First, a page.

Few will argue the point at this late date, but if you’re looking for supporting details (or you simply enjoy poring over the statistical artifacts of financial crises through time) you’re in for a treat with This Time Is Different. As the title suggests, this book analyzes the various financial contortions that have harassed economies over the centuries. Penned by economics professors Carmen Reinhart (University of Maryland) and Ken Rogoff (Harvard), the tome is an academic tour de force. Analyzing the history of financial crises, including the current one, the authors bring some much-needed perspective to a corner of economic history that’s too often ignored or misunderstood.

Although This Time Is Different abounds in statistical analysis, the chief lesson is unambiguously succinct. “No matter how different the latest financial frenzy or crisis always appears,” Reinhart and Rogoff write in the opening, “there are usually remarkable similarities with past experience from other countries and from history.” The remaining 400-plus pages dispatch the details in all their astonishing if terrifying grandeur.

The fundamental catalyst for the crises is debt, the authors conclude. There are many paths that deliver the red ink, including the finance industry’s innovations, aided and abetted by our friends at the central banks. But the end result is usually the same. To be fair, debt alone doesn’t create the problem; an equally pernicious condition of underestimating debt’s potential for creating havoc is part of the equation too. As the book explains,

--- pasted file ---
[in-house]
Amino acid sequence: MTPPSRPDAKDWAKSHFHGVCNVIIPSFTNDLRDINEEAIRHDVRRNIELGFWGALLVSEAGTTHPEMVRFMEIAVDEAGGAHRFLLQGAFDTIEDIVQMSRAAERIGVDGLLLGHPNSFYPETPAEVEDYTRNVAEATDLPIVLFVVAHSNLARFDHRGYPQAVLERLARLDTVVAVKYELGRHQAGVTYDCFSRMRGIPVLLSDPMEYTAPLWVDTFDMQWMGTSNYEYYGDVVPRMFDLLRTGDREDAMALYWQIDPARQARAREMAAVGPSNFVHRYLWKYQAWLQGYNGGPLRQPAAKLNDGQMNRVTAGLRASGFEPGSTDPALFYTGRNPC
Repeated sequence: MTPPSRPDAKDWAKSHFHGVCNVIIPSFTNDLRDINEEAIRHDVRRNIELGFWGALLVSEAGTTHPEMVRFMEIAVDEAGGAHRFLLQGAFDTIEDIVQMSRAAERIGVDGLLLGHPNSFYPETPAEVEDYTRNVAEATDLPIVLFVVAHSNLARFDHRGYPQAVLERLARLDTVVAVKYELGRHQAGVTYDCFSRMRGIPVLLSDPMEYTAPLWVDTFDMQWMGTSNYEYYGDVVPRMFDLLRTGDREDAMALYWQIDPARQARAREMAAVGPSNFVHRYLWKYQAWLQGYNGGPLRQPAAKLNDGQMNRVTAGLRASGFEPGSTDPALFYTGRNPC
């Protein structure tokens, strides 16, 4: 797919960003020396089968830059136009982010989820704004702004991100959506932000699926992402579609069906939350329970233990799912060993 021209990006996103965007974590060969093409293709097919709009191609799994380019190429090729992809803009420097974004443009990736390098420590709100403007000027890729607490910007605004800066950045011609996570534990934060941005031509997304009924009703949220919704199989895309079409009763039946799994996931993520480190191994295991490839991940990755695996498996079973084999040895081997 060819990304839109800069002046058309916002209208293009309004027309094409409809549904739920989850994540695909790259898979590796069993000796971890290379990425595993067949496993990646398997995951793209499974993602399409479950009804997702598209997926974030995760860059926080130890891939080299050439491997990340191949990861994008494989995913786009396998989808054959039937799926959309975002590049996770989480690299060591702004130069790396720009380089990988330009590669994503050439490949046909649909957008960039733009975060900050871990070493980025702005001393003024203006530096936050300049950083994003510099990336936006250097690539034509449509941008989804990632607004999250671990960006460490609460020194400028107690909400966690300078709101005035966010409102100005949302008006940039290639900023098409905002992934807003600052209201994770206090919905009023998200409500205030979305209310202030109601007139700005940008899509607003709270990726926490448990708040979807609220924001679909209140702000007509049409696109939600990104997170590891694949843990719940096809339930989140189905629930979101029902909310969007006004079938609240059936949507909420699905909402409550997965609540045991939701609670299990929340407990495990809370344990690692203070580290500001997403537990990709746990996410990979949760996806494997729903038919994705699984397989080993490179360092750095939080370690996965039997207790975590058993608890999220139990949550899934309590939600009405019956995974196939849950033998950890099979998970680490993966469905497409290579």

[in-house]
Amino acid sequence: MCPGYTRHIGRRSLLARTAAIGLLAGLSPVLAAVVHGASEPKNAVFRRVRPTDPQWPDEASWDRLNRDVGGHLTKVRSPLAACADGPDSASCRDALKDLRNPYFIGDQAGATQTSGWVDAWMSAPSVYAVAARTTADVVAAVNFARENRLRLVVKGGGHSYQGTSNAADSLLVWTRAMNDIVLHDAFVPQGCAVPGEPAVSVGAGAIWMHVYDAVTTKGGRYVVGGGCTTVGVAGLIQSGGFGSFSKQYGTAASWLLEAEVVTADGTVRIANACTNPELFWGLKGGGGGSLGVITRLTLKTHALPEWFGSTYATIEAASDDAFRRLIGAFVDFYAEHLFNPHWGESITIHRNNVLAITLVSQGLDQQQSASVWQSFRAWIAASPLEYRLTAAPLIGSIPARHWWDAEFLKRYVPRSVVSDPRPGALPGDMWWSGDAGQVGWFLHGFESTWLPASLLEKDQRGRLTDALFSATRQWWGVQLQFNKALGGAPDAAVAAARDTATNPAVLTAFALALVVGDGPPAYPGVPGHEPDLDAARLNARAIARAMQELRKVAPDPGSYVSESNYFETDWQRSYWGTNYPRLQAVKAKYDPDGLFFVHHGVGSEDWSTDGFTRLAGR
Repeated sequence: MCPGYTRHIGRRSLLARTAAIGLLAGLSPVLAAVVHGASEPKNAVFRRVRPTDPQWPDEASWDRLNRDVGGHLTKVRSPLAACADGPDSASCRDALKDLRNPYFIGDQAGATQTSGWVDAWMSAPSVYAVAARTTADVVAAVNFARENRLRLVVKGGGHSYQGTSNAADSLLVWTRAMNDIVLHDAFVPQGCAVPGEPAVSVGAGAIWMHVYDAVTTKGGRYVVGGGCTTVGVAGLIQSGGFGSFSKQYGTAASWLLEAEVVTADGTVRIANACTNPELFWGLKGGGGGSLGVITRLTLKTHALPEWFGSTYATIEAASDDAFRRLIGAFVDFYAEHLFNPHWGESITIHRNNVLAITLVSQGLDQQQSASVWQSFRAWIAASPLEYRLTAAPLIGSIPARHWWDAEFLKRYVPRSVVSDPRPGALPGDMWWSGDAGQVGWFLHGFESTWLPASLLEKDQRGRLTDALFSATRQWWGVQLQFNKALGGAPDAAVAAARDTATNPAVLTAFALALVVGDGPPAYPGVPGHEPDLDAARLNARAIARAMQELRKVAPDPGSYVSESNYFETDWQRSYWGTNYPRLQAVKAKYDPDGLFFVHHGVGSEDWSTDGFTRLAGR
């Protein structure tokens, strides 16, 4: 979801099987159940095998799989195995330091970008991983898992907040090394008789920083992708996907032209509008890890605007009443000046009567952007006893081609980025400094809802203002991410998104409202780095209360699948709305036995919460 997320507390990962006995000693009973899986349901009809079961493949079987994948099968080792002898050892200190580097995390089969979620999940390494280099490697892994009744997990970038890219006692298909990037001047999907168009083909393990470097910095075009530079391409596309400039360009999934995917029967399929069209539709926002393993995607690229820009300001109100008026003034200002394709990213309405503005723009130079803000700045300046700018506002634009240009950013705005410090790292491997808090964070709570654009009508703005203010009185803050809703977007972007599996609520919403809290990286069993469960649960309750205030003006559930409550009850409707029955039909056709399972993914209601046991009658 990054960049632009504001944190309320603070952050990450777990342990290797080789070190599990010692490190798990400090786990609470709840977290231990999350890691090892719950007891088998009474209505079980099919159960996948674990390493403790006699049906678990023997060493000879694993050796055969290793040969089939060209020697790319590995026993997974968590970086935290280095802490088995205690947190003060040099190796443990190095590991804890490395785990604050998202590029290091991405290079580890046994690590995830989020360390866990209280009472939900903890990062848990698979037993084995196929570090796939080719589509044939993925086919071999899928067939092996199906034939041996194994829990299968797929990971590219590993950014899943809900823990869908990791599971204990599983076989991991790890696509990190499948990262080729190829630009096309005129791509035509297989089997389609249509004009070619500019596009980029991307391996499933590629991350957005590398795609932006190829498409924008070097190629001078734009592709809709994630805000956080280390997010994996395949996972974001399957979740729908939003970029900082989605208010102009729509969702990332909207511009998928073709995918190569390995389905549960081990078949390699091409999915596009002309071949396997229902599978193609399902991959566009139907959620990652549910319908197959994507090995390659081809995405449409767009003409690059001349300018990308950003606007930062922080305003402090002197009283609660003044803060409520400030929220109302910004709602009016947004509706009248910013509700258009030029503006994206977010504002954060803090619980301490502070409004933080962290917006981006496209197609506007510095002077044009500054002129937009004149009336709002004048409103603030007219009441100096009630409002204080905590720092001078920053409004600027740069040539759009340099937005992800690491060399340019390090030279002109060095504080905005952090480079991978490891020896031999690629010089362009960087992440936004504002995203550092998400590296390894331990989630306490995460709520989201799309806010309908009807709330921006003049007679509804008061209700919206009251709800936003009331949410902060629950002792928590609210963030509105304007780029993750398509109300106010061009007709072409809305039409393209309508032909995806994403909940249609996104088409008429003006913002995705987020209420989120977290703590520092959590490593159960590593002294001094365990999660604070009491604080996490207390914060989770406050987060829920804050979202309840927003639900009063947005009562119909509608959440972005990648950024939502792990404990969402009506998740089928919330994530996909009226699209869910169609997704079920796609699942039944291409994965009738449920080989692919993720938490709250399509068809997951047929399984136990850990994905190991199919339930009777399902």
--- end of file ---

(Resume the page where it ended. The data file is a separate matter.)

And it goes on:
…excessive debt accumulation, whether it be by the government, banks, corporations, or consumers, often poses greater systemic risks than it seems during a boom. Infusions of cash can make a government look like it is providing greater growth to its economy than it really is. Private sector borrowing binges can inflate housing and stock prices far beyond their long-run sustainable levels, and make banks seem more stable and profitable than they really are. Such large-scale debt buildups pose risks because they make an economy vulnerable to crises of confidence, particularly when debt is short term and needs to be constantly refinanced.